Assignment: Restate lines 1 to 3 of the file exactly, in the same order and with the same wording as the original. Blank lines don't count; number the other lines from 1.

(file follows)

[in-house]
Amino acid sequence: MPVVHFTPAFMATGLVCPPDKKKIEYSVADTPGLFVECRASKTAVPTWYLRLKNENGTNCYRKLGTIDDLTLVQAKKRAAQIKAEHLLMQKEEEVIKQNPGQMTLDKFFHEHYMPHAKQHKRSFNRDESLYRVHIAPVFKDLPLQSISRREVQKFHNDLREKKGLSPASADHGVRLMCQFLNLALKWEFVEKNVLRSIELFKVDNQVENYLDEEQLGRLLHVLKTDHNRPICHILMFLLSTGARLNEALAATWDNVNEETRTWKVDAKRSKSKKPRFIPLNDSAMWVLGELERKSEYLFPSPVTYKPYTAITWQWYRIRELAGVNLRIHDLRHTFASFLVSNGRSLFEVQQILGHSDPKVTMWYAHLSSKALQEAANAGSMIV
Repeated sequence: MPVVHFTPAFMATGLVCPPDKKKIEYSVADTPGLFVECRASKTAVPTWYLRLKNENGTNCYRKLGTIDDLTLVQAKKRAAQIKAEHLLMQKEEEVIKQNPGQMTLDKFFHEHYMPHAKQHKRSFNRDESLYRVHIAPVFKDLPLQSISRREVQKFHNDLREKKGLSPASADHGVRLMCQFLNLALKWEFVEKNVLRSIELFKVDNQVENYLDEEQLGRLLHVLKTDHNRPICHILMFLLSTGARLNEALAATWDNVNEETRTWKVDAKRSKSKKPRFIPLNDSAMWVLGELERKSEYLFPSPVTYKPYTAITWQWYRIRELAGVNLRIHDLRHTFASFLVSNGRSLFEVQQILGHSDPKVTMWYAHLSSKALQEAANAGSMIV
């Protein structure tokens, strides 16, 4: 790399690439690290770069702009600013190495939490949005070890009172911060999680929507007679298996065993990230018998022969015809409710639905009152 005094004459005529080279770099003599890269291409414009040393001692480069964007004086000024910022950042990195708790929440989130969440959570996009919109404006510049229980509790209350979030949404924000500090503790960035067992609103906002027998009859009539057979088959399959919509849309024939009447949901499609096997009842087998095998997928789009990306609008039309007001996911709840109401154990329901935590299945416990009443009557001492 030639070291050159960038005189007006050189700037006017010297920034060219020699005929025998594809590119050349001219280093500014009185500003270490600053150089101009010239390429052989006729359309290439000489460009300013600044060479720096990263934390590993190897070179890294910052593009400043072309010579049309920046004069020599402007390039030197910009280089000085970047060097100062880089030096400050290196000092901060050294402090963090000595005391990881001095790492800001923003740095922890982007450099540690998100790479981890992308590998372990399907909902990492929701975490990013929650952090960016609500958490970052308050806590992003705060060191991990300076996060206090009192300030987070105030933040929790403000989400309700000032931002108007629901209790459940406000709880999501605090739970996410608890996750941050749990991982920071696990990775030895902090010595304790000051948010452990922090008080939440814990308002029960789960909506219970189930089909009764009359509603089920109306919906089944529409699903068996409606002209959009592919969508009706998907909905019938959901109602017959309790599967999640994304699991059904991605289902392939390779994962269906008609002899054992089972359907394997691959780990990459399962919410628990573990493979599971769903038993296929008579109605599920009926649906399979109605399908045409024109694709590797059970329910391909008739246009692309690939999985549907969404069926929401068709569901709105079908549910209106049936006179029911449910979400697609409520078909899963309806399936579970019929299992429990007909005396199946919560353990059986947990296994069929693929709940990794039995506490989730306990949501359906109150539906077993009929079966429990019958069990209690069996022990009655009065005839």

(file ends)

[in-house]
Amino acid sequence: MPVVHFTPAFMATGLVCPPDKKKIEYSVADTPGLFVECRASKTAVPTWYLRLKNENGTNCYRKLGTIDDLTLVQAKKRAAQIKAEHLLMQKEEEVIKQNPGQMTLDKFFHEHYMPHAKQHKRSFNRDESLYRVHIAPVFKDLPLQSISRREVQKFHNDLREKKGLSPASADHGVRLMCQFLNLALKWEFVEKNVLRSIELFKVDNQVENYLDEEQLGRLLHVLKTDHNRPICHILMFLLSTGARLNEALAATWDNVNEETRTWKVDAKRSKSKKPRFIPLNDSAMWVLGELERKSEYLFPSPVTYKPYTAITWQWYRIRELAGVNLRIHDLRHTFASFLVSNGRSLFEVQQILGHSDPKVTMWYAHLSSKALQEAANAGSMIV
Repeated sequence: MPVVHFTPAFMATGLVCPPDKKKIEYSVADTPGLFVECRASKTAVPTWYLRLKNENGTNCYRKLGTIDDLTLVQAKKRAAQIKAEHLLMQKEEEVIKQNPGQMTLDKFFHEHYMPHAKQHKRSFNRDESLYRVHIAPVFKDLPLQSISRREVQKFHNDLREKKGLSPASADHGVRLMCQFLNLALKWEFVEKNVLRSIELFKVDNQVENYLDEEQLGRLLHVLKTDHNRPICHILMFLLSTGARLNEALAATWDNVNEETRTWKVDAKRSKSKKPRFIPLNDSAMWVLGELERKSEYLFPSPVTYKPYTAITWQWYRIRELAGVNLRIHDLRHTFASFLVSNGRSLFEVQQILGHSDPKVTMWYAHLSSKALQEAANAGSMIV